These patterns’ domain names are specifically used for identifying and blocking spam emails, phishing, and other malicious online activities. Each domain represents a specific service or database, which checks if sender IP addresses, mail servers, website URIs, and so on, are marked or have adverse records in these blacklists or threat intelligence sources. This helps to assess the credibility and security threat level of senders, websites, or links, thereby filtering out spam content and preventing attacks.

6. Device ID

Device ID refers to subdomains related to the device ID, with the primary pattern being [0-9]{10} ‘HIWIFI’ is a wireless router, and these types of subdomains may be used to differentiate and manage devices connected to this model of wireless router. They could also be used for device identity verification or communication for specific purposes.

7. Reverse DNS

Reverse DNS refers to subdomains used for reverse domain name resolution, with patterns such as and Reverse DNS resolution is a special DNS service that uses PTR records (pointer records) to convert IP addresses back to their corresponding domain names. Simply put, it does the opposite of standard DNS resolution — where standard DNS translates domain names into IP addresses, reverse DNS identifies the corresponding domain names from the IP addresses.

8. Reserved name: .local

Reserved name: .local represents all domain names with the Top-Level Domain (TLD) name of .local. The domain name local is a special domain reserved for multicast DNS environments, which is different from the usage of public DNS (unicast DNS). We categorize it separately to conduct an in-depth analysis focusing on its domain name patterns within the public DNS, as well as analysing the reasons for its leakage into the public DNS.

Figure 9 provides a detailed representation of the distribution of all domain names with .local as the TLD in the QAX recursive resolver. The first layer in the diagram shows all domain names with .local as the TLD. The second layer displays the proportion of different patterns within these domain names. The third layer then presents the ratio of sub-patterns, along with an example domain name of each sub-pattern.

Figure 9 — .local domain patterns in NXDOMAIN (unique by FQDN).
Figure 9 — .local domain patterns in NXDOMAIN (unique by FQDN).

From the above chart, it is evident that among all domain names with .local as the TLD, UUID.local accounts for 94%. This indicates that the majority of domain names with the .local suffix follow the UUID.local format.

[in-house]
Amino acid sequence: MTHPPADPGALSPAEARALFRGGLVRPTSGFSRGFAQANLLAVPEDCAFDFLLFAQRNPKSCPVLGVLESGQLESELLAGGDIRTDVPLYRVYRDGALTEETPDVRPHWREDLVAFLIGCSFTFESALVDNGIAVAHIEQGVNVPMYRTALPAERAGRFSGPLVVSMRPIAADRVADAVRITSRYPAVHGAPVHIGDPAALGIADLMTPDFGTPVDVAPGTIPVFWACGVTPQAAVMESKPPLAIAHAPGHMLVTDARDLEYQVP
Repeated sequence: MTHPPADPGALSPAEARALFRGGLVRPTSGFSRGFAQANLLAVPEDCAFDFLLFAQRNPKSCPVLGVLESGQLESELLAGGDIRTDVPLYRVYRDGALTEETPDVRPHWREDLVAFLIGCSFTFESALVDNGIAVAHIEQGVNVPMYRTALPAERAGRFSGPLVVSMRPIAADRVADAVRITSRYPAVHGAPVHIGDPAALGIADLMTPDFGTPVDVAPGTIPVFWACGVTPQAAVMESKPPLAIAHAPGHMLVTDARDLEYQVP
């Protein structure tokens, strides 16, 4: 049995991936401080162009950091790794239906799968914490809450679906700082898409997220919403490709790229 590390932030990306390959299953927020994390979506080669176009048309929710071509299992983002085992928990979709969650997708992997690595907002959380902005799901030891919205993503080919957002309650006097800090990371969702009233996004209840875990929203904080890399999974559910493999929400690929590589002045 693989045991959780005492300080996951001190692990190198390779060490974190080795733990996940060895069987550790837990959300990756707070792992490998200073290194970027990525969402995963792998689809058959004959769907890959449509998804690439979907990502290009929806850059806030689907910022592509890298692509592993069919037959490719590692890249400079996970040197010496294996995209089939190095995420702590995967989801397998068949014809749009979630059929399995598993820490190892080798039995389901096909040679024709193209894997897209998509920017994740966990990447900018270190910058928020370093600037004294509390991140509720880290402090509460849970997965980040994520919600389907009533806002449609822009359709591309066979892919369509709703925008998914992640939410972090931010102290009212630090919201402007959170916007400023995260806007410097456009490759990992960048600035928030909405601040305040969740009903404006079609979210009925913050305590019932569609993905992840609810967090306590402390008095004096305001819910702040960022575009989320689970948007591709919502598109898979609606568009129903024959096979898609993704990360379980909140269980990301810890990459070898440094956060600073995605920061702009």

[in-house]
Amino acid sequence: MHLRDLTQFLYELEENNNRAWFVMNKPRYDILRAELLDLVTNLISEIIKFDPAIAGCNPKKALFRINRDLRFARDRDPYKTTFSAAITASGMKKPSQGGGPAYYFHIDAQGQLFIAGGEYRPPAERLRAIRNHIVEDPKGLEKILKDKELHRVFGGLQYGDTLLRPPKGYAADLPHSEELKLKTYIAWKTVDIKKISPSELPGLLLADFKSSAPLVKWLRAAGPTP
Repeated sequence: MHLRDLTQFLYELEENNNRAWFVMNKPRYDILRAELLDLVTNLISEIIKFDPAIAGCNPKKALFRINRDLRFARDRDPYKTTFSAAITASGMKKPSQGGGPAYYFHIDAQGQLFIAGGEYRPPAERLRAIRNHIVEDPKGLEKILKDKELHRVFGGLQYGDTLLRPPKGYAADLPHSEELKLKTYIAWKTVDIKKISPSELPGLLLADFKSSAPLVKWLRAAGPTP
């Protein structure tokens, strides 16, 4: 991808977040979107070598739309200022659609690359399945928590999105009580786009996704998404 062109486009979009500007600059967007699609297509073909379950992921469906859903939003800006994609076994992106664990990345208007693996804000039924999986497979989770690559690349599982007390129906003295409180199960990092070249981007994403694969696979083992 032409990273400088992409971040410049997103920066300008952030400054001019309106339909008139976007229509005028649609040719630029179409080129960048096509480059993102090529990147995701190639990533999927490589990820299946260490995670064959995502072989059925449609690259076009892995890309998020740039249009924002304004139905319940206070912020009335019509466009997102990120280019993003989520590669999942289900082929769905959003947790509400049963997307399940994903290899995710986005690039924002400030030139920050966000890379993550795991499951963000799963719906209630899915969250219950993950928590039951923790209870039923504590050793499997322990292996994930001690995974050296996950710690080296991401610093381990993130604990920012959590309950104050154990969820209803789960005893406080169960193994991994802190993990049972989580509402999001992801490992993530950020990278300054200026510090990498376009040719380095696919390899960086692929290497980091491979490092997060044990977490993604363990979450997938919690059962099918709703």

The following chart illustrates the development trend of the UUID.local pattern domain names. Although we cannot pinpoint the exact time of their initial appearance, the change in their quantity over time can be observed through our public DNS data.

Figure 10 — UUID.local trends.
Figure 10 — UUID.local trends.

In Figure 10, the red bar graph represents the number of requests, reaching the scale of hundreds of millions per day, corresponding to the vertical axis on the left side of the chart. The green bar graph shows the number of domain names following this pattern, with a scale in the tens of millions per day, also corresponding to the left vertical axis. Meanwhile, the blue curve represents the number of clients initiating requests, with the scale in the millions per day, corresponding to the vertical axis on the right side of the chart.

Upon deeper analysis, it was found that the UUID.local pattern emerges as part of a solution to prevent privacy leaks in WebRTC. The widespread occurrence of this pattern on the Internet may be associated with a bug in a certain open-source component or compatibility issues with different versions of WebRTC.

The emergence of UUID.local

WebRTC enables web browsers and mobile applications to add real-time audio and video peer-to-peer connections and communication capabilities. This technology allows users to access platforms like Bilibili, Douyin, and Kuaishou directly within browsers and mobile apps, using its peer-to-peer connection features for interactive activities such as live streaming connections. However, WebRTC carries the risk of privacy leakage, as it can expose the user’s real IP addresses, both public and private.